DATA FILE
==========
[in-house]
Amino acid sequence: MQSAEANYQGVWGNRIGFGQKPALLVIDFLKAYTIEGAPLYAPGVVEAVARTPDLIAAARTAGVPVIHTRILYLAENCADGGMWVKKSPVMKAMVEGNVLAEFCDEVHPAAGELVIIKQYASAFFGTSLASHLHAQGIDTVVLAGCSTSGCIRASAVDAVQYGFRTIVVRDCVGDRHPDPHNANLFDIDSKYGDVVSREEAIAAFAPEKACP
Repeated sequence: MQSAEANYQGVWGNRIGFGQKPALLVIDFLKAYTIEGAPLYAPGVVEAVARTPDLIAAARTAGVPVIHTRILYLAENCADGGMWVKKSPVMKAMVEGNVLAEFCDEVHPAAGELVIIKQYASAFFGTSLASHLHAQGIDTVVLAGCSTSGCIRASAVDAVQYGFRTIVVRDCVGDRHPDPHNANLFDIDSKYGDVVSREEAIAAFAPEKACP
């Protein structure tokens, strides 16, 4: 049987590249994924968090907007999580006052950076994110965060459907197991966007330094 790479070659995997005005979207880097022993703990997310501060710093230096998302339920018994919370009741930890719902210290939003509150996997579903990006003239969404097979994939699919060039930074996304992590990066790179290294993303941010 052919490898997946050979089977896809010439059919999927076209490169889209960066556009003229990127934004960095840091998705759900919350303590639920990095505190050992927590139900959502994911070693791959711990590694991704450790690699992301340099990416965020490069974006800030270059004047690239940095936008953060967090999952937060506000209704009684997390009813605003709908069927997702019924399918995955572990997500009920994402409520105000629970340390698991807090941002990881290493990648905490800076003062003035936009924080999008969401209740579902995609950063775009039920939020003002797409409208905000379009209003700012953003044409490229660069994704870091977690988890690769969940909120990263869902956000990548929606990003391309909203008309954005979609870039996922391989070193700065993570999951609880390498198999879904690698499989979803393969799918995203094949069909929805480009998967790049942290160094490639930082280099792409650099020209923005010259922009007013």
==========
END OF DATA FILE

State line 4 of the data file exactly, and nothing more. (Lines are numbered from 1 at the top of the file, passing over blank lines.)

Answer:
């Protein structure tokens, strides 16, 4: 049987590249994924968090907007999580006052950076994110965060459907197991966007330094 790479070659995997005005979207880097022993703990997310501060710093230096998302339920018994919370009741930890719902210290939003509150996997579903990006003239969404097979994939699919060039930074996304992590990066790179290294993303941010 052919490898997946050979089977896809010439059919999927076209490169889209960066556009003229990127934004960095840091998705759900919350303590639920990095505190050992927590139900959502994911070693791959711990590694991704450790690699992301340099990416965020490069974006800030270059004047690239940095936008953060967090999952937060506000209704009684997390009813605003709908069927997702019924399918995955572990997500009920994402409520105000629970340390698991807090941002990881290493990648905490800076003062003035936009924080999008969401209740579902995609950063775009039920939020003002797409409208905000379009209003700012953003044409490229660069994704870091977690988890690769969940909120990263869902956000990548929606990003391309909203008309954005979609870039996922391989070193700065993570999951609880390498198999879904690698499989979803393969799918995203094949069909929805480009998967790049942290160094490639930082280099792409650099020209923005010259922009007013």